Then the fifth poured out his ceremonial bowl upon the throne of the dangerous creature, and the kingdom of it became darkened, and they were chewing their tongues out of pain.
Then they blasphemed the God of heaven out of their pain and out of their sores, and did not repent of their deeds.Revelation 16:10-11
If we were to imagine this sequence of pouring out of bowls, perhaps the angels poured them without long intervals in between. As the first bowl is pouring, perhaps the second begins, and then the third, and so on, in a domino effect. As the first bowl flows forth, the engraved etching of the beast on foreheads and hands begins to fester and bubble, red lines of poison branch out from the sores. Then people notice in horror that the seas are coagulating into darkened blood, which of course will discharge into the rivers and streams, for all channels of water are connected. Then the sky suddenly brightens in a flash of blinding light as a solar storm surges across the sun and UV rays stream to earth.
Imagine the bowl tipped, the passion of God streaming onto each area, the invisible poison always there is now targeted and reveals itself in all these manifestations—red and purple lines revealing poisoned veins in foreheads, down faces and necks, in hands, flowing up through wrists and arms. Now a black mass spreads through each ocean and sea, and the same red and purple pattern appears as the poison flows upriver, and upstream. Now satellites observe the same phenomenon in the sun, brilliant white and violent red spread across the sun’s pale yellow, and streaks of rays now shoot forth, down, down to the earth.
There is hardly time to respond, except for the first ghastly shock. But in the next moments, people do respond—with hatred and rage. They shake their fists at the sky, scorched from the sun, parched with no drinkable water, their bodies wracked in pain from their poisoned beast-marks. They blaspheme God, clutching at the shreds of what they feel is their pride. Perhaps they look to the dragon and its beasts, as though to say we have our own champions, and they will beat you, God of the heavens.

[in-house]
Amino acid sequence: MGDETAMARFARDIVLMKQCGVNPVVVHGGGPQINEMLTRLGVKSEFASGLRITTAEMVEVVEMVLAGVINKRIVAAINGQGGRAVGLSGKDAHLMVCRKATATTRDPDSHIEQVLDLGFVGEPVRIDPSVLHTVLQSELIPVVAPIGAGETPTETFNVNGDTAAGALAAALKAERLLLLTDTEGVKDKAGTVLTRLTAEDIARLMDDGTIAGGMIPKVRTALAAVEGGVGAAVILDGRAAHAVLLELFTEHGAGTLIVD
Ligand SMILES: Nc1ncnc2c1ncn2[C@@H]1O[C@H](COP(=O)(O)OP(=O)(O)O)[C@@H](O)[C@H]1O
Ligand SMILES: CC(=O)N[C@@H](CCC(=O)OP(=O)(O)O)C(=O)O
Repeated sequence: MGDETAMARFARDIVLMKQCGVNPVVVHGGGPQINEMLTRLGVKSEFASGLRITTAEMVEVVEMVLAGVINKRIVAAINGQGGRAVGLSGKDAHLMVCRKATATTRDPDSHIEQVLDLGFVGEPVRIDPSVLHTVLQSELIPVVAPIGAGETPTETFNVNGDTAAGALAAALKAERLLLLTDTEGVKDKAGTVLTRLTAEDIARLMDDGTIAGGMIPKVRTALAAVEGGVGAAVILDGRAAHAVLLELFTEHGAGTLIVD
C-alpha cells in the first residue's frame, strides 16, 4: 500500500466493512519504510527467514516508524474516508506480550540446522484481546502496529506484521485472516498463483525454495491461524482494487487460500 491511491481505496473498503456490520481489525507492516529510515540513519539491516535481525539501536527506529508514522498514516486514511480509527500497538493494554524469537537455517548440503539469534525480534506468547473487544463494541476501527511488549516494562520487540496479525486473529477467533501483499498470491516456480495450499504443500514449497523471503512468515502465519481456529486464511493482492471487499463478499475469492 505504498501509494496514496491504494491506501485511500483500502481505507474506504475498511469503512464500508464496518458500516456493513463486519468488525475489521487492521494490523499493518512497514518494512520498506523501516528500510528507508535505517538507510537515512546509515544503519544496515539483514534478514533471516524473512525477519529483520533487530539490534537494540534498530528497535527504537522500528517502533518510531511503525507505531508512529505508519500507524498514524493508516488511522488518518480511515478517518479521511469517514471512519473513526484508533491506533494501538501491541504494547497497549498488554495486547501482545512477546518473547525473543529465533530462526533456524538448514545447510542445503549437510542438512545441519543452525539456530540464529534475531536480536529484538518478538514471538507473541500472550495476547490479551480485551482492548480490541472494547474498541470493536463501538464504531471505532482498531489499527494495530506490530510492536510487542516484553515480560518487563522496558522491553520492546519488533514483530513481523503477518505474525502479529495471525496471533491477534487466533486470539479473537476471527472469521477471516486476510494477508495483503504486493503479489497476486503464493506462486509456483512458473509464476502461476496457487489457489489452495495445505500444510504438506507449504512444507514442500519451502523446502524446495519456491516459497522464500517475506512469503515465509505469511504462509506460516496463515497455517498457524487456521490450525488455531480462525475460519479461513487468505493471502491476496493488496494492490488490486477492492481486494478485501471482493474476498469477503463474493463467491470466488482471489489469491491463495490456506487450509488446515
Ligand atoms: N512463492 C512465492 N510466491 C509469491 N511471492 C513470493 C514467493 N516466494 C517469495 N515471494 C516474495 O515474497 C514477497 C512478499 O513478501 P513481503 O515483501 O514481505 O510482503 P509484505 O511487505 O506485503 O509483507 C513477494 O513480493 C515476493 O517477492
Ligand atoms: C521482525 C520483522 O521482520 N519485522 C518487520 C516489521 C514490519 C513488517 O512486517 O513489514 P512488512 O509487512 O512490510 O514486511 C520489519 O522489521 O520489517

Even when the fifth ceremonial bowl tips, and the passion of God is poured forth onto the very throne of the beast. Its splendor blackens, and now it becomes the darkness it always was, the darkness of the deep abyss.
Yet even now, when the spiritual forces of darkness are exposed for what they really are, those who are left refuse to repent. They have thrown their lot in with the enemies of God, and in a macabre display of staunch loyalty, they refuse to turn towards the light.
Almost all scholars agree the throne of the beast is a metaphor for the Roman Church, the darkness connoting calamity. The context begins in 1797, during the French Revolution, when the order was given to storm the courts of the palace within the Holy See, and Rome was once again invaded. All was laid to waste, and the pope himself sent into exile, reduced to humiliation.
For nearly seventy years, the Roman church experienced steady decline, many of its territories nationalized, and much of its wealth redistributed, its clergy placed in chains, until Italian troops took Rome back and incorporated the city into the new Kingdom of Italy.
Historicist scholars consider certain doctrines which have come out of the Roman church since the time of its calamity as blasphemous, so that even in this final detail, Revelation’s prophecy is proven fulfilled.
In a fascinating aside, the historicist commentator Rev. Robert Fleming predicted similar dates for this event nearly a century before, in his book, The Rise and Fall of Papacy: